Can you believe it? Asking my clients to share their thoughts on wearing a mask to their psychotherapy session is the ‘new normal’ . Yes, it’s the year 2020 and we are all wearing masks.
Throughout the years I have spent a lot of time with clients in the therapy room, exploring subconscious reasons for and ways to gradually but effectively remove or lower the ‘mask’ one wears.
The impending risk of dropping our ‘facade’ or removing our ‘mask’ can often be unfounded and later replaced with many positive incentives. However, this year due to Covid19, wearing a mask could be the deciding factor between being heathy or becoming unwell.
In the same vein, dropping our psychological ‘mask’ could be the deciding factor between keeping our relationships with others on a superficial level or allowing them to become more real, fulfilling and emotionally rewarding.
I am now aware that one of the most common reason for wearing such a mask is because we are often in fear of rejection. And it’s this fear that keeps us in ‘mask’ mode. We secretly believe that if we open up to others and expose our vulnerabilities, the real version of ourselves, they will reject us. Possibly lose respect for us or eventually unwittingly humiliate us.
The reality though, is mostly different and might even be quite surprising. During therapy with clients, I have found that it’s we that unconsciously rejects ourselves for who we really are and therefore project a false ‘presentation of self’ towards others.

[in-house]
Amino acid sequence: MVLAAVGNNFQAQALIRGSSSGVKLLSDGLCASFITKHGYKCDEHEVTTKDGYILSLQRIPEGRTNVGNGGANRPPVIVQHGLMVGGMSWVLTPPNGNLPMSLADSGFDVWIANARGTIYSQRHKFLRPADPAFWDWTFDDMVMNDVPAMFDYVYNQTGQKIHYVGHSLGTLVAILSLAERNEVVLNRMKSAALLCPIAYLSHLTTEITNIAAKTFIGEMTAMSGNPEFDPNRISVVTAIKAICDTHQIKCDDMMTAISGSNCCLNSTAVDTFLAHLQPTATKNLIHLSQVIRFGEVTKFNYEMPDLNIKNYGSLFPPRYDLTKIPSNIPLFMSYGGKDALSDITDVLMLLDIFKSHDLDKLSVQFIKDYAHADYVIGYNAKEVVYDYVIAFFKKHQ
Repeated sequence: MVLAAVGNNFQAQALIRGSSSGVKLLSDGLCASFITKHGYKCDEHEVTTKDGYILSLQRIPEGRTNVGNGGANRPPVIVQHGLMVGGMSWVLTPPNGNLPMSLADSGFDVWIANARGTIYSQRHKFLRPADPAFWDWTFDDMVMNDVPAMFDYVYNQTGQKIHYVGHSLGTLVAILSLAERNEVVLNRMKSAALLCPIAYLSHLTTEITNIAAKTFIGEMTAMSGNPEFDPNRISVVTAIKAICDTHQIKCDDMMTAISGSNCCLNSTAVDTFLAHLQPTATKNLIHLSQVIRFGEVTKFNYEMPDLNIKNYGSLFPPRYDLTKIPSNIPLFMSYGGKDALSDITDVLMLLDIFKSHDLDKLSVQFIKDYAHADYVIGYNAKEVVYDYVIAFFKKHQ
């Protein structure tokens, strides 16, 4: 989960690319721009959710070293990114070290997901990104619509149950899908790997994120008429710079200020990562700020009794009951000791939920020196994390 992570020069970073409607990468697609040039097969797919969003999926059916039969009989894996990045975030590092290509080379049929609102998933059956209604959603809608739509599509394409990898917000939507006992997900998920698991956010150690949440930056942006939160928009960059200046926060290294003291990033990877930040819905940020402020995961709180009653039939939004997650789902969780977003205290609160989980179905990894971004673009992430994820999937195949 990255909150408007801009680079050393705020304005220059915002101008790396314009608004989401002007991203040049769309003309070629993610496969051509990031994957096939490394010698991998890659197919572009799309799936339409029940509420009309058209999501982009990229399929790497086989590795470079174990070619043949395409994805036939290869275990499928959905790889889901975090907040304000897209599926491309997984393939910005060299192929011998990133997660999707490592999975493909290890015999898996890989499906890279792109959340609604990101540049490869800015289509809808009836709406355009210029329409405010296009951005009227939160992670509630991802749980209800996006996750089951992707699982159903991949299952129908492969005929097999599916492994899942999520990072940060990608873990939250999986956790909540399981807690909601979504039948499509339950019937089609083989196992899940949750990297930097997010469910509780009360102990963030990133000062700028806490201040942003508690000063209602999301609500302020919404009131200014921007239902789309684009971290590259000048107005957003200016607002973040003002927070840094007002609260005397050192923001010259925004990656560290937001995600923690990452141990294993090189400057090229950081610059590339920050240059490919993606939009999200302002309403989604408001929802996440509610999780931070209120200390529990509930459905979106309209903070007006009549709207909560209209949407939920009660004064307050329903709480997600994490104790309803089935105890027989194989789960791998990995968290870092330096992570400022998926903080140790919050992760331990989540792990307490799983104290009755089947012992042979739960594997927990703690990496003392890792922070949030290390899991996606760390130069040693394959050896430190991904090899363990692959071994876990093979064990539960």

Let what I just said *sink in*.
To further exacerbated this false notion, our internal self-critic (mostly the punitive parent) constantly knock us down and instigate to completely hide our true selves. This internalised behaviour grows more deep seated roots especially when we have learnt this through traumatic experiences. I am telling you, a trip to the ‘unconscious’ can be one heck of a ride. But the self awareness treats one finds are delectables for your self development.
The objective here is to uncover the capacity to lower our inner critical voice, as only then we can allow ourselves to truly shine through – flaws and all. Scars and all.
Such process can be insightful and rewardingly rich as most times than not, others in our lives are voraciously craving our authenticity and genuine qualities. Being our authentic selves enables us to foster stronger relationships with indepth connections. By being transparent and demonstrating willingness to engage at that deeper level can be the catalyst for a greater understanding of oneself and others.
Interesting isn’t it?
Also think of the convoluted mental conflicts one can experience from keeping up their facade. Having to continually put on a ‘show’ to present ourselves to others in an inauthentic way. This way of ‘being’ can sometimes even leads to anxiety and depression.
No brownie points here for me, but what I have also learnt over the years, is that facades are merely projections of the person we would like to be. They allow us to navigate our lives and our relationships in a way that protects us from becoming vulnerable and act as coping mechanisms.
There are no doubts that we ‘as people’ are multi-faceted beings. Hence, different circumstances and relationships will require different roles of us, but the predicament of such internal dilemmas only raise its ugly head when we inevitably forget we are playing a role and let our ‘mask’ slip.
I guess, it goes without saying that there is hope. There is always hope if you look for it. Within therapy we can start extending empathy to ourselves. Delicately challenge those foreboding fears and begin to facilitate our journey towards self-actualisation – becoming more in alignment with the person we desire to be. Ultimately, rendering the need for wearing one’s ‘mask’ a redundant act and a thing of our past.